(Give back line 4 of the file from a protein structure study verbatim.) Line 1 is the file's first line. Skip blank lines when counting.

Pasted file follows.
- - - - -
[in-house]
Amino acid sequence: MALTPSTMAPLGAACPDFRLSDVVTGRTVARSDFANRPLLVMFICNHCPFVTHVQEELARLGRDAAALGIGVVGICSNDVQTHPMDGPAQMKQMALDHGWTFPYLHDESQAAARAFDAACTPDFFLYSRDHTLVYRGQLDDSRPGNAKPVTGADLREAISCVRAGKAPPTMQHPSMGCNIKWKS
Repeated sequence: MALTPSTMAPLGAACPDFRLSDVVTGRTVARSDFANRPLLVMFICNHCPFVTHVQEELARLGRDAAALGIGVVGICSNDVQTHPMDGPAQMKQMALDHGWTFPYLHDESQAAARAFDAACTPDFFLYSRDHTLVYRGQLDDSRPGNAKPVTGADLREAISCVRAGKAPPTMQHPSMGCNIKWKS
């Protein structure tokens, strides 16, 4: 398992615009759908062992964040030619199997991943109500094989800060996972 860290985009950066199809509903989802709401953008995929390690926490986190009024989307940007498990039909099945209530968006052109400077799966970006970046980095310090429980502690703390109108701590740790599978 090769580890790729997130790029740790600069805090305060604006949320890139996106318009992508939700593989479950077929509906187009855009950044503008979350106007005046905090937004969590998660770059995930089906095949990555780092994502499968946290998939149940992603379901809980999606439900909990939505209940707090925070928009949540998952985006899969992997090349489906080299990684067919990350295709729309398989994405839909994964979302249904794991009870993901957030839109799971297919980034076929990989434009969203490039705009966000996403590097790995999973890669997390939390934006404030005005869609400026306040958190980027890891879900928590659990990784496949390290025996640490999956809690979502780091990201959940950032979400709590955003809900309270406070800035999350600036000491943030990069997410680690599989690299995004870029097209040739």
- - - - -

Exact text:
């Protein structure tokens, strides 16, 4: 398992615009759908062992964040030619199997991943109500094989800060996972 860290985009950066199809509903989802709401953008995929390690926490986190009024989307940007498990039909099945209530968006052109400077799966970006970046980095310090429980502690703390109108701590740790599978 090769580890790729997130790029740790600069805090305060604006949320890139996106318009992508939700593989479950077929509906187009855009950044503008979350106007005046905090937004969590998660770059995930089906095949990555780092994502499968946290998939149940992603379901809980999606439900909990939505209940707090925070928009949540998952985006899969992997090349489906080299990684067919990350295709729309398989994405839909994964979302249904794991009870993901957030839109799971297919980034076929990989434009969203490039705009966000996403590097790995999973890669997390939390934006404030005005869609400026306040958190980027890891879900928590659990990784496949390290025996640490999956809690979502780091990201959940950032979400709590955003809900309270406070800035999350600036000491943030990069997410680690599989690299995004870029097209040739």